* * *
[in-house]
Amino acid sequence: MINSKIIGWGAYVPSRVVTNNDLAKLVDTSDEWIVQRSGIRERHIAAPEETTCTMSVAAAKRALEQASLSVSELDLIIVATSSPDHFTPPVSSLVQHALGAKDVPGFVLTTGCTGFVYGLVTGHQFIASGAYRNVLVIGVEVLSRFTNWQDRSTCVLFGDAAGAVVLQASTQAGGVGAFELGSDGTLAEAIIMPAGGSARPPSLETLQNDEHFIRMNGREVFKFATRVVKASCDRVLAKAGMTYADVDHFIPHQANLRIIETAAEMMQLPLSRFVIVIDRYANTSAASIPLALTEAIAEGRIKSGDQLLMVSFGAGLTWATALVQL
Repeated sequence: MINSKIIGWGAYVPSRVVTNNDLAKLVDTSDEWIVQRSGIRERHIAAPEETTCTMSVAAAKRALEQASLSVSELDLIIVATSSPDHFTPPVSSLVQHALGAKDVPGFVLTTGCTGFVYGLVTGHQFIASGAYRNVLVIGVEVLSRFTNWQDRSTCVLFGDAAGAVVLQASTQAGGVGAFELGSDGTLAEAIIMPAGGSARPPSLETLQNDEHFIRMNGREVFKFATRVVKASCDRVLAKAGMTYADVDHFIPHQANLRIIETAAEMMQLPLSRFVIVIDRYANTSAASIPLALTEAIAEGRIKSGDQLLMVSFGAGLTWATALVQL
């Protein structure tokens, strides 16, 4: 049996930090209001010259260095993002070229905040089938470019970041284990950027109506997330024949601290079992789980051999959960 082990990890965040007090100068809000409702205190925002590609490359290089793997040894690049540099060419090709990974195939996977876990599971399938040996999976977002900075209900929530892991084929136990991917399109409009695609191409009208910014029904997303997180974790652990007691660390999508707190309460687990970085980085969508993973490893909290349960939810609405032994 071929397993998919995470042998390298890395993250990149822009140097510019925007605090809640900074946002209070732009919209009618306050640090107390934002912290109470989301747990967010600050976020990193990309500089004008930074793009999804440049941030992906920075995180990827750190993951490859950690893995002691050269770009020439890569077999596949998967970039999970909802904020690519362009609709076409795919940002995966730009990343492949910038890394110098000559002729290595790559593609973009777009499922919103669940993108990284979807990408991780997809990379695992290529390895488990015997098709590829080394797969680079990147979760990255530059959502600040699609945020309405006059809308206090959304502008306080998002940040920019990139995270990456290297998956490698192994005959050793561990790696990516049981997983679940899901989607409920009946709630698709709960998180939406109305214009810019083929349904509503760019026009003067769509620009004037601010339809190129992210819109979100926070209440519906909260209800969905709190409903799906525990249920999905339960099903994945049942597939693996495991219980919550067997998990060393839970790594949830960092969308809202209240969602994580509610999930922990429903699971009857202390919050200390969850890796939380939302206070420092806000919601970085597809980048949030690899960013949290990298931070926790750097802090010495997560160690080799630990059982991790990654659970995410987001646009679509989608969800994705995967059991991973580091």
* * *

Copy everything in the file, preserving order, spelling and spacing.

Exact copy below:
[in-house]
Amino acid sequence: MINSKIIGWGAYVPSRVVTNNDLAKLVDTSDEWIVQRSGIRERHIAAPEETTCTMSVAAAKRALEQASLSVSELDLIIVATSSPDHFTPPVSSLVQHALGAKDVPGFVLTTGCTGFVYGLVTGHQFIASGAYRNVLVIGVEVLSRFTNWQDRSTCVLFGDAAGAVVLQASTQAGGVGAFELGSDGTLAEAIIMPAGGSARPPSLETLQNDEHFIRMNGREVFKFATRVVKASCDRVLAKAGMTYADVDHFIPHQANLRIIETAAEMMQLPLSRFVIVIDRYANTSAASIPLALTEAIAEGRIKSGDQLLMVSFGAGLTWATALVQL
Repeated sequence: MINSKIIGWGAYVPSRVVTNNDLAKLVDTSDEWIVQRSGIRERHIAAPEETTCTMSVAAAKRALEQASLSVSELDLIIVATSSPDHFTPPVSSLVQHALGAKDVPGFVLTTGCTGFVYGLVTGHQFIASGAYRNVLVIGVEVLSRFTNWQDRSTCVLFGDAAGAVVLQASTQAGGVGAFELGSDGTLAEAIIMPAGGSARPPSLETLQNDEHFIRMNGREVFKFATRVVKASCDRVLAKAGMTYADVDHFIPHQANLRIIETAAEMMQLPLSRFVIVIDRYANTSAASIPLALTEAIAEGRIKSGDQLLMVSFGAGLTWATALVQL
């Protein structure tokens, strides 16, 4: 049996930090209001010259260095993002070229905040089938470019970041284990950027109506997330024949601290079992789980051999959960 082990990890965040007090100068809000409702205190925002590609490359290089793997040894690049540099060419090709990974195939996977876990599971399938040996999976977002900075209900929530892991084929136990991917399109409009695609191409009208910014029904997303997180974790652990007691660390999508707190309460687990970085980085969508993973490893909290349960939810609405032994 071929397993998919995470042998390298890395993250990149822009140097510019925007605090809640900074946002209070732009919209009618306050640090107390934002912290109470989301747990967010600050976020990193990309500089004008930074793009999804440049941030992906920075995180990827750190993951490859950690893995002691050269770009020439890569077999596949998967970039999970909802904020690519362009609709076409795919940002995966730009990343492949910038890394110098000559002729290595790559593609973009777009499922919103669940993108990284979807990408991780997809990379695992290529390895488990015997098709590829080394797969680079990147979760990255530059959502600040699609945020309405006059809308206090959304502008306080998002940040920019990139995270990456290297998956490698192994005959050793561990790696990516049981997983679940899901989607409920009946709630698709709960998180939406109305214009810019083929349904509503760019026009003067769509620009004037601010339809190129992210819109979100926070209440519906909260209800969905709190409903799906525990249920999905339960099903994945049942597939693996495991219980919550067997998990060393839970790594949830960092969308809202209240969602994580509610999930922990429903699971009857202390919050200390969850890796939380939302206070420092806000919601970085597809980048949030690899960013949290990298931070926790750097802090010495997560160690080799630990059982991790990654659970995410987001646009679509989608969800994705995967059991991973580091």